Given the effort Houdini put into discrediting that type of medium, I too am surprised that there are pro-Margery people still around. I have my own theory on why people continue to be drawn to this stuff but this isn't the place for it.

    It will be interesting to find out more about the author and the book.

  9. John Cox: "Odd to think there are still pro-Margery forces out there."

    “As a result of more than forty sittings with Margery, I have arrived at the definite conclusion that genuine supernormal phenomena frequently occur. Many of the observed manifestations might well have been produced fraudulently . . . however, there remains a number of instances when phenomena were produced and observed under practically perfect control.”
    Hereward Carrington

  10. Here it is October 2015 and the book is finally out.
    Don't expect much by way of objective writing.
    David Jahar is a "screenwriter" and a "professional astrologer."
    He has no credits in the Internet Movie Database so he can't be too successful as a screenwriter.
    Also this blurb does not seem to promise a rational book:

    “Jaher’s meticulously researched account of Scientific American’s infamous contest to find an authentic medium had me racing through the pages to find out how it all turns out. To keep this spoiler-free I’ll just say that the paranormal showdown of the early 20th century doesn’t wrap up how you may think.”
    —Stacy Horn, author of Unbelievable: Investigations into Ghosts, Poltergeists, Telepathy, and Other Unseen Phenomena, from the Duke Parapsychology Laboratory

    1. It would only seem fair to wait and read the book before leveling criticism. I'm 50 pages in and so far I think it's excellent. Objective and very well researched. He's also an excellent writer. I'll give it a full review when I finish, but from what I've read so far, I can say none of the fears you've expressed here are founded.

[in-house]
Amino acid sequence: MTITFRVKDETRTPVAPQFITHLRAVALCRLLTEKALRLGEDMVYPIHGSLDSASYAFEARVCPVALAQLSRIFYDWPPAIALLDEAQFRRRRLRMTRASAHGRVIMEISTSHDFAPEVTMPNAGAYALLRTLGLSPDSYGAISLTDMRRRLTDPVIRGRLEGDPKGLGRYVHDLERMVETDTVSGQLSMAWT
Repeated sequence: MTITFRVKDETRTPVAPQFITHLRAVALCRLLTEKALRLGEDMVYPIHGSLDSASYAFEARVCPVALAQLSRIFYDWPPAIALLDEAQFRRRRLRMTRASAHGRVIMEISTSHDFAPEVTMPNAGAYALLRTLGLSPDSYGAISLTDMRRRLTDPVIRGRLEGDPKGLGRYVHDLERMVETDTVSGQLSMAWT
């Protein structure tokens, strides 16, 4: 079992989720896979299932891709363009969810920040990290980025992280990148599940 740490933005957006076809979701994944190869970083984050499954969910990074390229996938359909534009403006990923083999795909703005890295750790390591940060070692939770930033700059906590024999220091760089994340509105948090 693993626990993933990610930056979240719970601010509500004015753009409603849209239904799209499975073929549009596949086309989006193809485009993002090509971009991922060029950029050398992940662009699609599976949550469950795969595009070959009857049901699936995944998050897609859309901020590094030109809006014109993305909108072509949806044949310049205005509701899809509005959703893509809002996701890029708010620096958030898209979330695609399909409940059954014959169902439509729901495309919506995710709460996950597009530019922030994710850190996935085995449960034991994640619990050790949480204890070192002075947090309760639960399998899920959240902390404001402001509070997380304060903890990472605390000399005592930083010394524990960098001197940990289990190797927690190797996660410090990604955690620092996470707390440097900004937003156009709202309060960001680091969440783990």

2. That's good to hear. Maybe a knee-jerk reaction to the idea of astrology and objective in the same sentence.
      I'll give it a fair look.

    3. Screenwriter spooks me more than astrologer. ;)

  11. Our fear is also that he is a screen writer, as well. Ala the The Secret Life of Houdini he may be looking for a movie deal. Which means embellished or using statements as though "he knows what the characters are thinking" or doing when he wasn't there.

    got this feeling when we began to browse the beginning of our copy of the book. But to be fair we have not had the time to dig into it due to our busy Halloween schedule.

    The Only Building in the World Dedicated to Houdini

    1. Nowadays the only way an author and publisher make money on a non-fiction work is to sell the movie rights to Hollywood. That's the name of the game and everyone knows it. So ALL non-fiction books travel inside the character's head now. The days of Silverman are over. So the task of a writer of non-fiction these days is to make a book read like a movie without compromising the facts. Secret Life...did not navigate this well, IMO.

      I'm well into the book now and Jaher is indeed telling it like a story, creating visuals and tension and trying to tickle that Hollywood reader. But so far, I've not seen any major compromise of integrity or outright pander to Hollywood -- no murder or spy fictions. He's using facts to tell the story in a truthful, but still entertaining way. And he's pulling it far.